Rate Setting

Under capitated managed care, Medicaid agencies pay MCOs a “per member per month” rate. In exchange for this rate, the MCO provides the services and administrative benefits outlined in the contract; effectively, this shifts risk associated with unpredictable costs from the Medicaid agency to the MCO. Every twelve months, each Medicaid agency and its actuary must develop these rates and have them certified by CMS.

Federal regulations require that these rates be actuarially sound, which is defined as rates that are “projected to provide for all reasonable, appropriate, and attainable costs” that are required by the contract for the time period and population covered. Medicaid agencies and their actuaries also have to meet certain regulatory requirements around how they develop and document their rates.

It is inherently difficult to predict the actual cost of services in a given year. What if Medicaid members use services more or less than expected, or what if a new high-cost treatment (like the GLP-1 diabetes and weight loss drugs) enters the market? To help reduce the risk associated with setting rates too high or too low, Medicaid agencies can use fiscal tools like medical loss ratios and risk corridors. Medical loss ratios represent the proportion of the total capitation rate revenue that the plan spends on services or quality improvement activities (and not on profit, advertising, or other administrative functions); if the plan doesn’t meet the MLR, the state can require the plan to pay back some portion of their revenue. Similarly, risk corridors allow the Medicaid agency and MCO to split savings or losses beyond certain thresholds specified in the contract.


Oversight is a crucial component of how Medicaid agencies work with managed care organizations. Managed care organizations have their own set of incentives and stakeholders, including profit targets, investors, and boards. Strong oversight helps ensure that plans are acting in alignment with Medicaid agencies’ goals around access and quality.

Oversight processes are built into a Medicaid agency’s contract with their managed care plans. Contracts specify how Medicaid agencies expect managed care organizations to deliver services, and enforcement mechanisms if managed care organizations fail to meet these expectations. Medicaid agencies monitor data including access standards (such as provider networks and appointment wait times), complaints and grievances from members and providers, and encounter data to identify areas where managed care organizations may not be complying with contract requirements. The federal government has also established certain requirements for how states/territories oversee their managed care plans. Medicaid agencies are required to develop an annually-updated quality strategy, complete the managed care program annual report (MCPAR) which includes quality measures and grievance and appeal data, and facilitate annual quality reviews by external organizations.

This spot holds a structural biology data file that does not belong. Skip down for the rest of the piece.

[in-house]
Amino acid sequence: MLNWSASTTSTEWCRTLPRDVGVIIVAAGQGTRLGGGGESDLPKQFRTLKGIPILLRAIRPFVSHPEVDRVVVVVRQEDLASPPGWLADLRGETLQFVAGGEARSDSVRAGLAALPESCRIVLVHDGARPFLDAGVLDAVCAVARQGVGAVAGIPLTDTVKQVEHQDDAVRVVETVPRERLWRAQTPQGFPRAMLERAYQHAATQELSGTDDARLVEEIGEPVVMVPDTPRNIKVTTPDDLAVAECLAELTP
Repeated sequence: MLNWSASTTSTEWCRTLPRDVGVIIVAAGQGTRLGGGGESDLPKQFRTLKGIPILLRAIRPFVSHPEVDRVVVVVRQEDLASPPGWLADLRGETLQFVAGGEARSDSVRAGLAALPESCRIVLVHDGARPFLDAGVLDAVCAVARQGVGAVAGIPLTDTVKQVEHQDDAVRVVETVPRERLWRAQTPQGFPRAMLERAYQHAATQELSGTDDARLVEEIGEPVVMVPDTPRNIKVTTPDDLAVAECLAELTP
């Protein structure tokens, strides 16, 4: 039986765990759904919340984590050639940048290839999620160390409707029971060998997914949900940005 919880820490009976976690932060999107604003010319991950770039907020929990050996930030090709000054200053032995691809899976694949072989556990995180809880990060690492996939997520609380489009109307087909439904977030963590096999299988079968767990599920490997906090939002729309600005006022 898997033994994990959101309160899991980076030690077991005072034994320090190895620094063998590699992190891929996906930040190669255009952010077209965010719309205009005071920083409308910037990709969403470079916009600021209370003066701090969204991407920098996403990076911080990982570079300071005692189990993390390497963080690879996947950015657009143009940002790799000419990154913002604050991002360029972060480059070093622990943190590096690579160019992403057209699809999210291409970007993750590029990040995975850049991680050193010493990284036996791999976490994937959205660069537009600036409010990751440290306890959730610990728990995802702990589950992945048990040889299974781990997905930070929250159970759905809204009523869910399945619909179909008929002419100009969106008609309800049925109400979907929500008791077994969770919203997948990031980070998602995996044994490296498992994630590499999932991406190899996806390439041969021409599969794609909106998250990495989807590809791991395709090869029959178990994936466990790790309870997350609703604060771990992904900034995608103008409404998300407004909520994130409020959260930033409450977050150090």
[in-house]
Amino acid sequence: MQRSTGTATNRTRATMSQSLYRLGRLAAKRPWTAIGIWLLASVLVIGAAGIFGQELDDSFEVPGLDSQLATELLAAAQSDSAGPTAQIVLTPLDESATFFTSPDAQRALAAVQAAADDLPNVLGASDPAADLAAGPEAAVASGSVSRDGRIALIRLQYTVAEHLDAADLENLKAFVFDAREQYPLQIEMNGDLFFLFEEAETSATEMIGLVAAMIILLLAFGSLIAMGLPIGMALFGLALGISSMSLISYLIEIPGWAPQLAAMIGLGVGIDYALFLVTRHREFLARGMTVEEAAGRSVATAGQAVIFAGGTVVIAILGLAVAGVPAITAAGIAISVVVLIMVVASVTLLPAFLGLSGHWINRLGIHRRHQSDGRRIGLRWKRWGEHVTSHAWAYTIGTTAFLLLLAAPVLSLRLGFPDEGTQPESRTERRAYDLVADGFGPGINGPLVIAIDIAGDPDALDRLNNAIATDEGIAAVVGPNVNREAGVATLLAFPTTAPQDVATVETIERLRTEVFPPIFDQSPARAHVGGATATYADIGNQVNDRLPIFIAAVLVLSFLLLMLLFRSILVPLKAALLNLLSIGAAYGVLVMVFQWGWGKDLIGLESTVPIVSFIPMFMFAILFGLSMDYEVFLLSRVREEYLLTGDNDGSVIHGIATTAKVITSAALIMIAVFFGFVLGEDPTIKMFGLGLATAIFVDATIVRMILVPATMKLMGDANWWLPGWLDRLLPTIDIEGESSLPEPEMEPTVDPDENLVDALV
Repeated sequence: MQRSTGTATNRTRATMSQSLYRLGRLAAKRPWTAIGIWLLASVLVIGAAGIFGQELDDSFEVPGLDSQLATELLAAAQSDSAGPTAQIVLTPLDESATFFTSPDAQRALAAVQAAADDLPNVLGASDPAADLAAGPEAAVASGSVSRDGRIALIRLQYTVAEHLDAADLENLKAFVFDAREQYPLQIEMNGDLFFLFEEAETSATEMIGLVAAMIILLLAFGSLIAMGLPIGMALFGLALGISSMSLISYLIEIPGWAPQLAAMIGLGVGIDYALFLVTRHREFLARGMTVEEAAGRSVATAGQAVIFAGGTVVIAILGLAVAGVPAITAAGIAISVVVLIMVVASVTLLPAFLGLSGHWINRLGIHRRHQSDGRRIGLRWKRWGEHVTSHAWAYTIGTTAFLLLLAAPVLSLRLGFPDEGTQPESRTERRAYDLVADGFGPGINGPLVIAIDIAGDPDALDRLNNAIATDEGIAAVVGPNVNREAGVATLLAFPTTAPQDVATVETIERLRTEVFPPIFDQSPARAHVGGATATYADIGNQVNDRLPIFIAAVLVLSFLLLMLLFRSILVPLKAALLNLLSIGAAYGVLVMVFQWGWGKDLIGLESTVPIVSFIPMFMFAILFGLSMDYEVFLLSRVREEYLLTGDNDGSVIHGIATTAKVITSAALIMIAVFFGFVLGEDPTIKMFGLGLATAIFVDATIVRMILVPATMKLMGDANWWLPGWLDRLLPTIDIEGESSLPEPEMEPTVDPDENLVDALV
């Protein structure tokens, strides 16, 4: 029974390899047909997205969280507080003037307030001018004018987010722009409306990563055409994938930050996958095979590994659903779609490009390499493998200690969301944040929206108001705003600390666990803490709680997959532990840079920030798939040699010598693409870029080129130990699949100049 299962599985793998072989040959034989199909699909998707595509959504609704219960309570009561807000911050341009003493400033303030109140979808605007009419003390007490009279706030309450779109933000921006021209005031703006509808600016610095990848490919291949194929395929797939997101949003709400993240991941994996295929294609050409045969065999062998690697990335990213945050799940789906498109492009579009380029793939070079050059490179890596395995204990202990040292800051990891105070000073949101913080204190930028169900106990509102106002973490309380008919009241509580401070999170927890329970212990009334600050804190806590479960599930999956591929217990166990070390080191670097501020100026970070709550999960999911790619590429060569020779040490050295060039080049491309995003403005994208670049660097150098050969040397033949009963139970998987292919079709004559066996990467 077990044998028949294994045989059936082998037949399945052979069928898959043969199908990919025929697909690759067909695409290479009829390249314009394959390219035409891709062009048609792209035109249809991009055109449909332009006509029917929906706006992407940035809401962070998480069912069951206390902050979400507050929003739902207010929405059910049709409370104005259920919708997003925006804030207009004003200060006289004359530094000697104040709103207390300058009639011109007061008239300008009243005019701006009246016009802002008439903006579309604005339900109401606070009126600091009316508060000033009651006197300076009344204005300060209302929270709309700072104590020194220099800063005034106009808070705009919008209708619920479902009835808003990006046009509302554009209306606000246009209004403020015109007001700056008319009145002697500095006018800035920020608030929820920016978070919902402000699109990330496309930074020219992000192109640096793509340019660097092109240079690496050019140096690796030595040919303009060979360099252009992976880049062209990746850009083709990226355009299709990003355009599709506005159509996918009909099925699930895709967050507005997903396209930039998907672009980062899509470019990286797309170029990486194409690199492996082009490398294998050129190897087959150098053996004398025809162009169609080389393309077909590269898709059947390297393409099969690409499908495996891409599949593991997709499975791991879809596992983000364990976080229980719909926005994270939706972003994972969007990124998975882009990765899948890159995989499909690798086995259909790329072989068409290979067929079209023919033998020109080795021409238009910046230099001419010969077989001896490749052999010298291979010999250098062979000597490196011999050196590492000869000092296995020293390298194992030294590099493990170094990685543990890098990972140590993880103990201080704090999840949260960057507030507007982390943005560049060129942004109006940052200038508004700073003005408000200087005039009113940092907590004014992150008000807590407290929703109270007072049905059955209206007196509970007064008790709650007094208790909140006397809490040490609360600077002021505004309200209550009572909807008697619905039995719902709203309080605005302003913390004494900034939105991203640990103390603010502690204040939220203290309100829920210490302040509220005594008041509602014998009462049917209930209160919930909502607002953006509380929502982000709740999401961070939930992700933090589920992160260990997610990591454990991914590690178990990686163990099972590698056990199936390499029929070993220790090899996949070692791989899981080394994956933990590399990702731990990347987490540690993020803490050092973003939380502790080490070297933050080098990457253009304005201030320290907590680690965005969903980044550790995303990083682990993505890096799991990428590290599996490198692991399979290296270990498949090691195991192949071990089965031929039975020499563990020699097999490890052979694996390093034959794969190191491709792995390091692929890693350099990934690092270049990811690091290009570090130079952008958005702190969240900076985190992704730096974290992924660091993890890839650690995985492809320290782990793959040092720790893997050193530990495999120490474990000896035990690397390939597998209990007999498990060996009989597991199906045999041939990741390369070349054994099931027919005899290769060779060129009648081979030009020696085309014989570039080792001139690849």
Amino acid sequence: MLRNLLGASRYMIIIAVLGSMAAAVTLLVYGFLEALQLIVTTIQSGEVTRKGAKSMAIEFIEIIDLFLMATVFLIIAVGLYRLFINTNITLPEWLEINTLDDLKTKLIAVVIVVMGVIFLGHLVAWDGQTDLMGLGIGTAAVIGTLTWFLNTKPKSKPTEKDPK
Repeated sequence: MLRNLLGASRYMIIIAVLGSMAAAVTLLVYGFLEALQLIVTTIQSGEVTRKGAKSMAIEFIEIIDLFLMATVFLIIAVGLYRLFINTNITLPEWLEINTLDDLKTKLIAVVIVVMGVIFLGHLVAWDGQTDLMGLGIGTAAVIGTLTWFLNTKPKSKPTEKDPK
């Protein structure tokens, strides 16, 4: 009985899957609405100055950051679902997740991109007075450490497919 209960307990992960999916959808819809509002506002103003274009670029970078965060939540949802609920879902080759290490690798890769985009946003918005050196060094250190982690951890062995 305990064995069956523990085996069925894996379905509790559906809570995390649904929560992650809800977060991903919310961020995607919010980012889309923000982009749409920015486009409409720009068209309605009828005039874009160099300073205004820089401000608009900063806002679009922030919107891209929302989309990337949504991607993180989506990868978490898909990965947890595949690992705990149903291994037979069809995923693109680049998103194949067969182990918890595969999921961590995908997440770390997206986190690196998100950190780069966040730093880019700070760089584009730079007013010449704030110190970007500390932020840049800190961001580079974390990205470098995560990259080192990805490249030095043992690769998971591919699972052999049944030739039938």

Medicaid agencies use a variety of penalties and incentives to ensure compliance with managed care contracts. If an MCO is not compliant with their contract, the state may use formal enforcement mechanisms like corrective action plans, monetary penalties, and enrollment restrictions. Many Medicaid agencies also use strategies like withholding part of the capitation rate unless the plan meets certain quality targets, publishing data on plan performance publicly, and creating fiscal or enrollment incentives for performance to encourage certain outcomes. Together, these oversight strategies help Medicaid agencies ensure that their managed care organizations are delivering high-quality care to their members.